Economic diplomacy is changing. The multilateral organizations that dominated the last half of the twentieth century no longer monopolize economic affairs. Instead, countries are resorting to more modest "minilateral" strategies like trade alliances, informal "soft law" agreements, and financial engineering to manage the global economy. Like traditional modes of economic statecraft, these tools are aimed at both liberalizing and supervising international financial policy in a world of diverse national interests. But unlike before, they are specifically tailored to navigating a post-American (and post-Western) world where economic power is more diffuse than ever before. This book explains how these strategies work and reveals how this new diplomatic toolbox will reshape how countries do business with one another for decades to come.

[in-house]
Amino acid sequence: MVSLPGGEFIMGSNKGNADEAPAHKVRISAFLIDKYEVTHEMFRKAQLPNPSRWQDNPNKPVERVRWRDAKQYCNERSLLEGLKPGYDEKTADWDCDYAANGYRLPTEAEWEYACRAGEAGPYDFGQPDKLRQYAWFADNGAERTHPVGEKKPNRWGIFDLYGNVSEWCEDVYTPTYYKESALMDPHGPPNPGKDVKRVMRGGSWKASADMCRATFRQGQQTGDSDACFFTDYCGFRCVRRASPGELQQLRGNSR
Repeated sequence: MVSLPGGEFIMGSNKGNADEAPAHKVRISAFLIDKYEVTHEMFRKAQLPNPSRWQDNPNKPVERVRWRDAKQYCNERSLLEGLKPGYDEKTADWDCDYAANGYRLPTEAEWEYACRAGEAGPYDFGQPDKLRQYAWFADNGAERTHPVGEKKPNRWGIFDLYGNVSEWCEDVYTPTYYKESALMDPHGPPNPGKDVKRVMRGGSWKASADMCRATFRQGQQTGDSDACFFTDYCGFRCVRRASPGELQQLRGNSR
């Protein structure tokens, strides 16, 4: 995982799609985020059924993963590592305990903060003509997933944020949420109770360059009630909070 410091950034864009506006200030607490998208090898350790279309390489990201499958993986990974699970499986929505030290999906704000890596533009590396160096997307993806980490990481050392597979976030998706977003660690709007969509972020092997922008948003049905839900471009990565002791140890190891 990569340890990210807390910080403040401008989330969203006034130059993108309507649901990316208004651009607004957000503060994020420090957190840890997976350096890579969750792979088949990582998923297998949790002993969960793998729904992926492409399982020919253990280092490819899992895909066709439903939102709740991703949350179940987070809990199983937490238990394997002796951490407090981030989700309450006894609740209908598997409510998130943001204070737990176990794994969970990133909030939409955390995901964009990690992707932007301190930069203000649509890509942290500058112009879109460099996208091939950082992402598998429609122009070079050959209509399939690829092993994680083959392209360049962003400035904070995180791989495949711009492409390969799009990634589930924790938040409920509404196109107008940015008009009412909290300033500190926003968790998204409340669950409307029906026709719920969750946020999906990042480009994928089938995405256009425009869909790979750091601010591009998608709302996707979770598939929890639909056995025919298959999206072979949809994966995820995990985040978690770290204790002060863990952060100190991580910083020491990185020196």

|Publisher:||Cambridge University Press|
|Product dimensions:||6.10(w) x 9.10(h) x 0.80(d)|
About the Author
Chris Brummer is Professor at Georgetown University Law Center, C. Boyden Gray Fellow on Growth and Finance at the Atlantic Council, and Senior Fellow at the Milken Institute. Professor Brummer lectures widely on finance and global governance, and has taught or visited at the University of Basel, the University of Heidelberg, the London School of Economics and Political Science, and Vanderbilt University. He is the author of Soft Law and the Global Financial System (2012).
Table of ContentsIntroduction: rethinking cooperation in a multipolar world; 1. Multilateralism's rise and fall; 2. Playing the numbers in trade; 3. Soft law in international finance; 4. Hedging bets in the monetary system; 5. Managing minilateralism.